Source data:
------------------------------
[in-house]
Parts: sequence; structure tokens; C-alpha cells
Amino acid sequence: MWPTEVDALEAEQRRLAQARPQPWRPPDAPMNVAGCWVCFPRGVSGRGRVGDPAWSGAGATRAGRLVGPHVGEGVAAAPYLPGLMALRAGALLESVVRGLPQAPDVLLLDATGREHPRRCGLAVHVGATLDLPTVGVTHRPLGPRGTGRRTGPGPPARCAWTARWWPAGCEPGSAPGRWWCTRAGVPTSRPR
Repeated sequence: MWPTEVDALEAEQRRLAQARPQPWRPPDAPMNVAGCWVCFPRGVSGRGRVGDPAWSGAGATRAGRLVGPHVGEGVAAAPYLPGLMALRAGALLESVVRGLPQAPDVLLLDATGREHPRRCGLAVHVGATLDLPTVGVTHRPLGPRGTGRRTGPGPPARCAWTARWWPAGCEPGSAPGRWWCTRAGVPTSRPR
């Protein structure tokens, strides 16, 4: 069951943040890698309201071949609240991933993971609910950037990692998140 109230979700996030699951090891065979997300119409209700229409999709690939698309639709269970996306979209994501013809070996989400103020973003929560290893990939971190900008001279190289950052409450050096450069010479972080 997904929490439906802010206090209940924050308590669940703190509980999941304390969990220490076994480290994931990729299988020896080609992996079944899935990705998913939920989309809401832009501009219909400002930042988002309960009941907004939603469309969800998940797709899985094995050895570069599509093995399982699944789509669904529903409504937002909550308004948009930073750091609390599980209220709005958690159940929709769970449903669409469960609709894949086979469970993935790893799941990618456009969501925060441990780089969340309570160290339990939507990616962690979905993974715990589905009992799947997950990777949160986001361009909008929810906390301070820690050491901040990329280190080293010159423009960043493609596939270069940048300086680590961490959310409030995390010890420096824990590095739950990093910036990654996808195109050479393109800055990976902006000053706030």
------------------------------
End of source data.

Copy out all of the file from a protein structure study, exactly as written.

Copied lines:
[in-house]
Parts: sequence; structure tokens; C-alpha cells
Amino acid sequence: MWPTEVDALEAEQRRLAQARPQPWRPPDAPMNVAGCWVCFPRGVSGRGRVGDPAWSGAGATRAGRLVGPHVGEGVAAAPYLPGLMALRAGALLESVVRGLPQAPDVLLLDATGREHPRRCGLAVHVGATLDLPTVGVTHRPLGPRGTGRRTGPGPPARCAWTARWWPAGCEPGSAPGRWWCTRAGVPTSRPR
Repeated sequence: MWPTEVDALEAEQRRLAQARPQPWRPPDAPMNVAGCWVCFPRGVSGRGRVGDPAWSGAGATRAGRLVGPHVGEGVAAAPYLPGLMALRAGALLESVVRGLPQAPDVLLLDATGREHPRRCGLAVHVGATLDLPTVGVTHRPLGPRGTGRRTGPGPPARCAWTARWWPAGCEPGSAPGRWWCTRAGVPTSRPR
């Protein structure tokens, strides 16, 4: 069951943040890698309201071949609240991933993971609910950037990692998140 109230979700996030699951090891065979997300119409209700229409999709690939698309639709269970996306979209994501013809070996989400103020973003929560290893990939971190900008001279190289950052409450050096450069010479972080 997904929490439906802010206090209940924050308590669940703190509980999941304390969990220490076994480290994931990729299988020896080609992996079944899935990705998913939920989309809401832009501009219909400002930042988002309960009941907004939603469309969800998940797709899985094995050895570069599509093995399982699944789509669904529903409504937002909550308004948009930073750091609390599980209220709005958690159940929709769970449903669409469960609709894949086979469970993935790893799941990618456009969501925060441990780089969340309570160290339990939507990616962690979905993974715990589905009992799947997950990777949160986001361009909008929810906390301070820690050491901040990329280190080293010159423009960043493609596939270069940048300086680590961490959310409030995390010890420096824990590095739950990093910036990654996808195109050479393109800055990976902006000053706030």